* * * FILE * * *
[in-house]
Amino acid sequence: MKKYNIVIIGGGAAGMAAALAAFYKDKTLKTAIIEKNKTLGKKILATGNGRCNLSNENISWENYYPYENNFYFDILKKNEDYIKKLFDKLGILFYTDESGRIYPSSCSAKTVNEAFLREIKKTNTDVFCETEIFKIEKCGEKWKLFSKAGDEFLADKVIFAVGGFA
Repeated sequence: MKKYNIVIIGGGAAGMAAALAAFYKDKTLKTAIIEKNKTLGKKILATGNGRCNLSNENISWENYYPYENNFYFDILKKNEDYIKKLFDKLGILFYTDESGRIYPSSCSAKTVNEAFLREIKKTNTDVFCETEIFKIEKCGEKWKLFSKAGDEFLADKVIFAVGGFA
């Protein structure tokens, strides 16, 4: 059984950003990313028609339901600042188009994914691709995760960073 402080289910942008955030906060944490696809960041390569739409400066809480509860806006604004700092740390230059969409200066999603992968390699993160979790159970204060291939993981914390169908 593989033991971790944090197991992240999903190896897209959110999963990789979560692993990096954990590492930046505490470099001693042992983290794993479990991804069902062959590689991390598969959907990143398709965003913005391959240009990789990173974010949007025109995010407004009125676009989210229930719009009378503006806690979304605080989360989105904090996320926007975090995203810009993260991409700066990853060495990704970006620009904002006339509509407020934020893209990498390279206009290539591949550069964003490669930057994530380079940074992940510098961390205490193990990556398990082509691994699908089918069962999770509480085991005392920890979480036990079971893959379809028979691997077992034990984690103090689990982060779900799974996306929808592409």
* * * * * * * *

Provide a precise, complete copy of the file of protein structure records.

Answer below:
[in-house]
Amino acid sequence: MKKYNIVIIGGGAAGMAAALAAFYKDKTLKTAIIEKNKTLGKKILATGNGRCNLSNENISWENYYPYENNFYFDILKKNEDYIKKLFDKLGILFYTDESGRIYPSSCSAKTVNEAFLREIKKTNTDVFCETEIFKIEKCGEKWKLFSKAGDEFLADKVIFAVGGFA
Repeated sequence: MKKYNIVIIGGGAAGMAAALAAFYKDKTLKTAIIEKNKTLGKKILATGNGRCNLSNENISWENYYPYENNFYFDILKKNEDYIKKLFDKLGILFYTDESGRIYPSSCSAKTVNEAFLREIKKTNTDVFCETEIFKIEKCGEKWKLFSKAGDEFLADKVIFAVGGFA
């Protein structure tokens, strides 16, 4: 059984950003990313028609339901600042188009994914691709995760960073 402080289910942008955030906060944490696809960041390569739409400066809480509860806006604004700092740390230059969409200066999603992968390699993160979790159970204060291939993981914390169908 593989033991971790944090197991992240999903190896897209959110999963990789979560692993990096954990590492930046505490470099001693042992983290794993479990991804069902062959590689991390598969959907990143398709965003913005391959240009990789990173974010949007025109995010407004009125676009989210229930719009009378503006806690979304605080989360989105904090996320926007975090995203810009993260991409700066990853060495990704970006620009904002006339509509407020934020893209990498390279206009290539591949550069964003490669930057994530380079940074992940510098961390205490193990990556398990082509691994699908089918069962999770509480085991005392920890979480036990079971893959379809028979691997077992034990984690103090689990982060779900799974996306929808592409």